WO91873. Silver groat, North 1960, SCBC 2492, aF, toned, scratches, pitting, weight 1.768 g, maximum diameter 24.3 mm, die axis 0o, Tower (London) mint, sole reign, 1553 - 1554 A.D.; obverse mARIA. D. G. AnG. FRA. Z. hIB. REGI (apostrophe over annulet stops), crowned bust left; reverse VERITAS TEMPORIS FILIA, coat-of-arms over long cross fourche (forked cross); $180.00 SALE |PRICE| $152.00


Manilla, Money of the Slave Trade, British, Middle - Late Period, c. 18th - early 19th Century

|Africa|, |Manilla,| |Money| |of| |the| |Slave| |Trade,| |British,| |Middle| |-| |Late| |Period,| |c.| |18th| |-| |early| |19th| |Century|, |Manilla|
Manillas are brass or copper bracelet-shaped objects, used as money in West Africa, from about the 16th century to the late 1940s. They are usually horseshoe-shaped, with terminations that face each other and are roughly lozenge-shaped. Manillas were first used as money in Calabar an ancient kingdom on the southeast coast of Nigeria. In 1505, a slave could be bought in Calabar for 8-10 manillas. In 1522, in Benin a female slave 16 years of age cost 50 manillas. The price of a slave varied considerably over time, by place, and by the type of manilla. After Bristol entered the African trade, manillas were made in England for export, at first in Bristol, later in Birmingham. A typical voyage took manillas and brass objects such as pans and basins to West Africa, then slaves to America, then cotton back to the mills of Europe. Bristol merchants were responsible for shipping more than 500,000 enslaved African people to the Caribbean and North America. In 1902 the import of manillas to Nigeria was prohibited. They were, however, still in regular use in 1948 when the British bought up over 32 million pieces and resold them in Europe as scrap. A lingering reminder of the slave trade, manillas ceased to be legal tender in British West Africa on 1 April 1949. People were permitted to keep a maximum of 200 for use as a symbol of wealth in ceremonies such as marriages and funerals. Manillas may still occasionally be used as money in remote villages in Burkina Faso.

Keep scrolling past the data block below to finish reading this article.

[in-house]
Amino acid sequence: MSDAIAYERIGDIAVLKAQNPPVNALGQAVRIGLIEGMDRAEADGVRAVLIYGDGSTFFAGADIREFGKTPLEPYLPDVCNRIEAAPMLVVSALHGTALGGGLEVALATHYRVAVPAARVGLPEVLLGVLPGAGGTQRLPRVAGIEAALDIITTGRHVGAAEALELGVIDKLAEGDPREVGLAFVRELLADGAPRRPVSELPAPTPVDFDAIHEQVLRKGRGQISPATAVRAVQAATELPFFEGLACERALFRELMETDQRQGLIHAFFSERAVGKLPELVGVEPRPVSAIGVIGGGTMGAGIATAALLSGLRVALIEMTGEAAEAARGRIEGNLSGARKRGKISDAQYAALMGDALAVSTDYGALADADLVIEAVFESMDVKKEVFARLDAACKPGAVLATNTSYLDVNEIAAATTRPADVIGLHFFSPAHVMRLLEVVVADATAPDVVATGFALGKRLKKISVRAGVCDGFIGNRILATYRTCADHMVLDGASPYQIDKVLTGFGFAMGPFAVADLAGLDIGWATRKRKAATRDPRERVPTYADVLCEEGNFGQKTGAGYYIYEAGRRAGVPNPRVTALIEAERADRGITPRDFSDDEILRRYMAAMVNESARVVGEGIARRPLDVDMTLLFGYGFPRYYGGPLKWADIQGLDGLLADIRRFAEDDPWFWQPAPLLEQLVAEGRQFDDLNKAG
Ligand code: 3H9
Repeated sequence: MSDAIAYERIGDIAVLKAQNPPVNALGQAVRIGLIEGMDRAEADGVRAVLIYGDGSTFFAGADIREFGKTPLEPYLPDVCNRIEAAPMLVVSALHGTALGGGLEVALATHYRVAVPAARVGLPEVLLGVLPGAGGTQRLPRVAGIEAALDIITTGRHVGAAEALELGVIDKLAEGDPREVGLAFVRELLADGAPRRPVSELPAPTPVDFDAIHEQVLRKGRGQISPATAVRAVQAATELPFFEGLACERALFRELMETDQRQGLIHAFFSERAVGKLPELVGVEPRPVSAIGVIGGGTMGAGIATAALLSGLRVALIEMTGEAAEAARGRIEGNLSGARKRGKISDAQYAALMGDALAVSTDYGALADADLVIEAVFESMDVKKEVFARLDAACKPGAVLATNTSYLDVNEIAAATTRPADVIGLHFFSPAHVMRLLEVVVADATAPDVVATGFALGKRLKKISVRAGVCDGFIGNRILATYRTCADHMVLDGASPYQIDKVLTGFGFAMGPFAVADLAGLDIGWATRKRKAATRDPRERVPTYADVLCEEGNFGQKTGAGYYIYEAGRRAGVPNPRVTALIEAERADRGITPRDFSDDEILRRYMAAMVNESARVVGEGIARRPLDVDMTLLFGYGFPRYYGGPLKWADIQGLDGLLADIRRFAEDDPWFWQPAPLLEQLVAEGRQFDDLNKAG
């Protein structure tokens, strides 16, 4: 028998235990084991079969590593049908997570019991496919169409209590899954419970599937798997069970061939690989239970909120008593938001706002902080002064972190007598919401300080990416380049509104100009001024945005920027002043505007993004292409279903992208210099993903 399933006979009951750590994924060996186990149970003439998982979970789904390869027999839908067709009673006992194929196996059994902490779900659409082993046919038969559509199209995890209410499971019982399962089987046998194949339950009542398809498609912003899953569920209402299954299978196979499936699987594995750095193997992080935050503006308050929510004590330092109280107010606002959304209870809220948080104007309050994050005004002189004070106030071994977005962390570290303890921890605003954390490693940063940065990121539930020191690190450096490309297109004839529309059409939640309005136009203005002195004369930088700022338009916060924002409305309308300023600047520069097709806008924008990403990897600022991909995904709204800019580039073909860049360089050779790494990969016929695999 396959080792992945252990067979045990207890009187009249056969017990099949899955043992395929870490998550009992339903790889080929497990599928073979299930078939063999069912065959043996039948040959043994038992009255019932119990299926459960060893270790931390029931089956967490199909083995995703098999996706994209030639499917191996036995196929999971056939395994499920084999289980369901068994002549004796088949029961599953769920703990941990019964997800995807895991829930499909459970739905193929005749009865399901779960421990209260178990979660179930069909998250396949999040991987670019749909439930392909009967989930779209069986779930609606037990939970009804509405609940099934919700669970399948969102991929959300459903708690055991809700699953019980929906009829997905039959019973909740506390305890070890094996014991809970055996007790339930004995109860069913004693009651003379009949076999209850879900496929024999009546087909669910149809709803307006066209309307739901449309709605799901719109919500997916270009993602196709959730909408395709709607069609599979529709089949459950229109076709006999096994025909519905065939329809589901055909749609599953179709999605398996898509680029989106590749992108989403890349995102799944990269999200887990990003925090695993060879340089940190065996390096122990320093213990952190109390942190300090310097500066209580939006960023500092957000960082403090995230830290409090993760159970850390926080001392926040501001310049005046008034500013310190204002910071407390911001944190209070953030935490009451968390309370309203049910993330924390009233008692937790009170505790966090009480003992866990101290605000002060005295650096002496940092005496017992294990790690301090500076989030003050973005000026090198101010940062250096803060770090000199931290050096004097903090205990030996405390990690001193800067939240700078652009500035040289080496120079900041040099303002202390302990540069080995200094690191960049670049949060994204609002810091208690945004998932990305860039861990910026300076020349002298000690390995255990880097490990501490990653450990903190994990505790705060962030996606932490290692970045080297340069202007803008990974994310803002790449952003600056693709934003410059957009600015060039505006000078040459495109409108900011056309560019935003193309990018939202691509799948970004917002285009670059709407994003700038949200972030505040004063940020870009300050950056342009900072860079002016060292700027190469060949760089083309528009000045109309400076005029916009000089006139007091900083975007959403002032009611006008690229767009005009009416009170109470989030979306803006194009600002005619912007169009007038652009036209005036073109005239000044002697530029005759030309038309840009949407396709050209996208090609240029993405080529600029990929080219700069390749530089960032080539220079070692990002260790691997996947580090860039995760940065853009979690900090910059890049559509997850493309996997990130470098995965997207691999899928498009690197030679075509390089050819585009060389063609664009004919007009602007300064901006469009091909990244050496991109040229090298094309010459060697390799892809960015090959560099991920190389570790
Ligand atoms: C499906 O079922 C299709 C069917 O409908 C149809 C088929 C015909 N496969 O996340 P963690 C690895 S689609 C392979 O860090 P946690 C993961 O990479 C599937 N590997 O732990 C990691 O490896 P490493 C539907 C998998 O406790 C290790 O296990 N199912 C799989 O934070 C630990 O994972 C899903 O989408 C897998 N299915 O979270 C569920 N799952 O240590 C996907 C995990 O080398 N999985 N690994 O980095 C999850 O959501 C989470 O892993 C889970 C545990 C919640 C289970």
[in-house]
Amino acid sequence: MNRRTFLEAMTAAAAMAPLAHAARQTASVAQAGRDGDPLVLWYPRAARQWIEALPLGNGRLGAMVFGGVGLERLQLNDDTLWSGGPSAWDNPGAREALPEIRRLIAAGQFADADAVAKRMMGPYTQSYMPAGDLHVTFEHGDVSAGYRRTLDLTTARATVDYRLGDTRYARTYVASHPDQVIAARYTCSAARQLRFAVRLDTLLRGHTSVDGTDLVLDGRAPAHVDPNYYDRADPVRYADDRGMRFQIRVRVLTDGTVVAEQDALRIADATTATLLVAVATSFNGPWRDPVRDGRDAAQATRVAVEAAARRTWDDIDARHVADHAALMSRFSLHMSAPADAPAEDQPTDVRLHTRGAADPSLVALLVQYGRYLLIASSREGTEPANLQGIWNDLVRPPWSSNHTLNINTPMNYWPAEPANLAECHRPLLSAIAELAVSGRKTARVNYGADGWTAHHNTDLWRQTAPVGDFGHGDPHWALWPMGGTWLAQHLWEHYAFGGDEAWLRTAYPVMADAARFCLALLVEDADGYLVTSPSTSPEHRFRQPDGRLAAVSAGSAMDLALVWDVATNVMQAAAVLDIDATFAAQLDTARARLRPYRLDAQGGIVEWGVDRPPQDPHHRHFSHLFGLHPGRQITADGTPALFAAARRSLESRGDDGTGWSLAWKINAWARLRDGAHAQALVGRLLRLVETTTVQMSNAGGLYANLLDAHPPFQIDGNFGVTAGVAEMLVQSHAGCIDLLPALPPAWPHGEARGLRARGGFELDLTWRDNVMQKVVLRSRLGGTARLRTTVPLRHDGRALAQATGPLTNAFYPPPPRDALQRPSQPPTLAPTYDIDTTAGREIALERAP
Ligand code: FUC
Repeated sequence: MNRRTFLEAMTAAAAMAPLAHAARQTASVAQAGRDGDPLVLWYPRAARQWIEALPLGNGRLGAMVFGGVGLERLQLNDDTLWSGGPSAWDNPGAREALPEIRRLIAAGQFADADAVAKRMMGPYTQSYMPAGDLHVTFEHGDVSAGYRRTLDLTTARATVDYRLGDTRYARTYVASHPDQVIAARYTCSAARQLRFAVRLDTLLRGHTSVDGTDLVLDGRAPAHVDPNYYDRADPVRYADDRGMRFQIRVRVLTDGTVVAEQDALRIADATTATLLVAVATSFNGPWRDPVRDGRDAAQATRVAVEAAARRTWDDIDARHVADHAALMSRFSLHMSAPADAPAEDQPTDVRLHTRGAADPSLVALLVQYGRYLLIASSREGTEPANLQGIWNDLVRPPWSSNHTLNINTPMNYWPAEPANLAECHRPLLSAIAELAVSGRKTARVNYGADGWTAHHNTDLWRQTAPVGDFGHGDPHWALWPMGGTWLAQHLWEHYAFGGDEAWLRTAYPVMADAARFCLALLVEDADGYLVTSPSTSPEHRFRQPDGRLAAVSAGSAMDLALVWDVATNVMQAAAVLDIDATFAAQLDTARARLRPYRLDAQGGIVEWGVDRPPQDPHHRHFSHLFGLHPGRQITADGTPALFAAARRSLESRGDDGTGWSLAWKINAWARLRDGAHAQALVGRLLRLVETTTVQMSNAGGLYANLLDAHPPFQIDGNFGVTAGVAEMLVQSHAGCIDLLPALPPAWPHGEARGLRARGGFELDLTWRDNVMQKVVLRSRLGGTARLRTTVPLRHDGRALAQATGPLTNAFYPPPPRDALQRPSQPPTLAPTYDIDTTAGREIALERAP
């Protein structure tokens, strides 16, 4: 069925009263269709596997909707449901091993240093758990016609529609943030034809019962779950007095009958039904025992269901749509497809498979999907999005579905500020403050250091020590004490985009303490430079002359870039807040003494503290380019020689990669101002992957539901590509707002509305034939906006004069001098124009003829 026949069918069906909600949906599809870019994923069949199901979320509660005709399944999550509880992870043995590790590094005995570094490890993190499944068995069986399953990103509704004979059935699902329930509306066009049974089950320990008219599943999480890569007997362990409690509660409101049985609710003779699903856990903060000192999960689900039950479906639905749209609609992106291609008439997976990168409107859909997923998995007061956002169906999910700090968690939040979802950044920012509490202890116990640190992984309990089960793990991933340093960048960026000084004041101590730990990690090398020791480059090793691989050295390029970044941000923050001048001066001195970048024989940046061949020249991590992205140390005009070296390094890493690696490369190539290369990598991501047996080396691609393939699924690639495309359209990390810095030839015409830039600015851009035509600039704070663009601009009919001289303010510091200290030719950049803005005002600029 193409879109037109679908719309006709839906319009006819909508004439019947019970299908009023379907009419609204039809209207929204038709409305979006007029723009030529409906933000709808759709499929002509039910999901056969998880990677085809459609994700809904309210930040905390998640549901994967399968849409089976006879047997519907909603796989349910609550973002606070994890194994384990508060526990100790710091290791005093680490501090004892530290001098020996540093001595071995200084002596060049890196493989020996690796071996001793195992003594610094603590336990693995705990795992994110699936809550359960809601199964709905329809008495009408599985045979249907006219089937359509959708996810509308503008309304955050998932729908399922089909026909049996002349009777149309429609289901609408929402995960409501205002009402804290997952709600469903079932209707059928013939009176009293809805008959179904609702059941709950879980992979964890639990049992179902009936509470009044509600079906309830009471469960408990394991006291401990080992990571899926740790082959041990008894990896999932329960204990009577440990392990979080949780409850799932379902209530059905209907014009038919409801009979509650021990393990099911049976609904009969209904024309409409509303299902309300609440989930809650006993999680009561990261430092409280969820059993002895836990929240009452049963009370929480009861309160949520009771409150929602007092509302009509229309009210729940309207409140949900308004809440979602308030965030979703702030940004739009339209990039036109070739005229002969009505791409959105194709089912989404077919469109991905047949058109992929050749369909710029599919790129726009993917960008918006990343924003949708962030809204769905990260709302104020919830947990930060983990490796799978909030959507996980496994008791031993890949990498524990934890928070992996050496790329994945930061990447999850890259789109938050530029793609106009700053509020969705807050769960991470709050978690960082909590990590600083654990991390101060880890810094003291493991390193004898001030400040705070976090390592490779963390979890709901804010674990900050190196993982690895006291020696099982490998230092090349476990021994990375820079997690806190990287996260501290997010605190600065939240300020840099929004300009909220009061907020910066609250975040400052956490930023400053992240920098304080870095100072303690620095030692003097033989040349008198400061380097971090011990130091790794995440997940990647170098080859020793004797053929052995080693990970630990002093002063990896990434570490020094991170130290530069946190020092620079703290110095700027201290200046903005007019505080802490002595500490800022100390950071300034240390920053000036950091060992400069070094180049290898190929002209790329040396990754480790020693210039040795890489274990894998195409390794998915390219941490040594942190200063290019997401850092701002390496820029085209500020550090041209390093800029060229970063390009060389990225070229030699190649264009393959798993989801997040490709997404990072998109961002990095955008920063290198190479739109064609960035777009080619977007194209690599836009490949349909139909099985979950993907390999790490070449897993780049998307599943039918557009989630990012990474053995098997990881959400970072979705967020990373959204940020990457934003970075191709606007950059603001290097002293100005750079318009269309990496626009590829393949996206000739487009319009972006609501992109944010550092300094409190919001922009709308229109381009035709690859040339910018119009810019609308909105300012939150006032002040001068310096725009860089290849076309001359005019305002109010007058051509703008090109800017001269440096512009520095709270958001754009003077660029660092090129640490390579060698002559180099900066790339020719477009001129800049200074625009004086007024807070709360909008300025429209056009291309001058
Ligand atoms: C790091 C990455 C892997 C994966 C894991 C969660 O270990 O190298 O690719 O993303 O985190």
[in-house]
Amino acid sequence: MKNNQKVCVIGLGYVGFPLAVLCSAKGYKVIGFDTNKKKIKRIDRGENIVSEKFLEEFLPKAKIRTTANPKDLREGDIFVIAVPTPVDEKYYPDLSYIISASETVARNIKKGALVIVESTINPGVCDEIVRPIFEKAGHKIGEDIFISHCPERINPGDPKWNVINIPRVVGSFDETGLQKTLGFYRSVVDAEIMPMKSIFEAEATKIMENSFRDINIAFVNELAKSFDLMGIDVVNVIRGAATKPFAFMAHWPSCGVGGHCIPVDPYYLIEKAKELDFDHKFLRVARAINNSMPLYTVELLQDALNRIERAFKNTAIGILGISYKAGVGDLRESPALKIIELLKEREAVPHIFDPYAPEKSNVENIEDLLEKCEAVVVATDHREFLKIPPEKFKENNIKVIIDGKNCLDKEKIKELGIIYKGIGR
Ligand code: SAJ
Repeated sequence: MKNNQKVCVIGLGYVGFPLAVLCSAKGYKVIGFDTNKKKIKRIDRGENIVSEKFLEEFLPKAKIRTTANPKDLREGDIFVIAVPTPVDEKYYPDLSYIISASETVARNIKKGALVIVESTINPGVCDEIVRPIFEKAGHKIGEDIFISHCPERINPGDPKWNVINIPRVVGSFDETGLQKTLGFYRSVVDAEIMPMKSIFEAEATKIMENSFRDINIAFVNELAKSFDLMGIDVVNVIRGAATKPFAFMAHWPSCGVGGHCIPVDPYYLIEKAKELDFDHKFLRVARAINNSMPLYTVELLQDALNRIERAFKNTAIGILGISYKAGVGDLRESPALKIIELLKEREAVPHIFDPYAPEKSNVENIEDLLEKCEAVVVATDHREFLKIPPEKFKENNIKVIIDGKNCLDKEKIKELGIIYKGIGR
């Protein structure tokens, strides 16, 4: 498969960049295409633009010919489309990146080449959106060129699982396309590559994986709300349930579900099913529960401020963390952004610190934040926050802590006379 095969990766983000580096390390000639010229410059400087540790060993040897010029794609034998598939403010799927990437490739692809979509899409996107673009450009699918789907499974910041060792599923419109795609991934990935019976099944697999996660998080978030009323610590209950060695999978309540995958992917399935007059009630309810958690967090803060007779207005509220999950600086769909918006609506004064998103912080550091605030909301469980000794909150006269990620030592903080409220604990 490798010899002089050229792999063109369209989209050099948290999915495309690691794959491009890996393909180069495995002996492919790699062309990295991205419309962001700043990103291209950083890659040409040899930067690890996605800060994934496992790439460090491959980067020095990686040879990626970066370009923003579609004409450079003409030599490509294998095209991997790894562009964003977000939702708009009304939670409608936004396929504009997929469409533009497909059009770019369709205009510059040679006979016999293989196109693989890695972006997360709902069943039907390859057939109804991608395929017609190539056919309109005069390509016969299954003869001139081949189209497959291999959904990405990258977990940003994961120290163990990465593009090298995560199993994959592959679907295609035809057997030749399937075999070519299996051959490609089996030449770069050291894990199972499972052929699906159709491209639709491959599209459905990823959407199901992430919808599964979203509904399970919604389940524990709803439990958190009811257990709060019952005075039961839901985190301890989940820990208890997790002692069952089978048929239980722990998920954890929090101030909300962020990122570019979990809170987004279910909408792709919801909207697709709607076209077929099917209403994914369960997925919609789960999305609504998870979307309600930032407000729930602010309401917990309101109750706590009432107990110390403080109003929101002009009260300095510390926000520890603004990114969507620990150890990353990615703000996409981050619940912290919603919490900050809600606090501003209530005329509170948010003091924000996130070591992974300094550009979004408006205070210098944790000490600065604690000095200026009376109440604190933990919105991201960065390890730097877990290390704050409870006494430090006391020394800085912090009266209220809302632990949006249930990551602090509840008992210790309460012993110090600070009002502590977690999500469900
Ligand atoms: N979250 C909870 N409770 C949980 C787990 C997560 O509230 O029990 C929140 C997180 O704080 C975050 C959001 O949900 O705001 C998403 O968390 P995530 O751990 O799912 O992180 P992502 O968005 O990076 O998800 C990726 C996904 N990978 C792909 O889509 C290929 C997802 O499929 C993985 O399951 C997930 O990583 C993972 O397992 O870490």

AS96171. Copper Manilla, British, middle - late period, Birmingham, weight 69.2g, 68mm across, 65mm tall, 7mm gauge, teardrop foot 18mm wide x 21 mm long, $25.00 SALE |PRICE| $22.00 ON RESERVE







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REFERENCES|

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Dumas, F. "Les Monnaies normandes (Xe-XIIe sicles) avec un rpertoire des trouvailles" in RN 1979, pp. 84-140, pl. XV - XXI.
Elias, E.R.D. The Anglo-Gallic Coins. (Paris/London, 1984).
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Sharp, M. "The Tower shillings of Charles I and their influence on the Aberystwyth issue" in BNJ XLVII (1977).
Sylloge of Coins of the British Isles, The Norweb Collection, Tokens of the British Isles, 1575-1750. (London, 1984 - 2000).
Williamson, G. Trade Tokens Issued in the Seventeenth Century in England, Wales and Ireland, by Corporations, Merchants, Tradesmen, etc. (London, 1889 - 1891).
Wilson, A. & M. Rasmussen. English Pattern Trial and Proof Coins in Gold 1547-1968. (Cambridge, 2000).
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Withers, P., B. Withers, & S. Ford. Anglo-Gallic Coins - Monnaies Anglo-Francaises. (Llanfyllin, 2015).
Woodhead, P. & D. Liddell. The Herbert Schneider Collection, Vol. I, English Gold Coins and their Imitations, Henry III to Elizabeth I, 1257-1603. (London, 1996).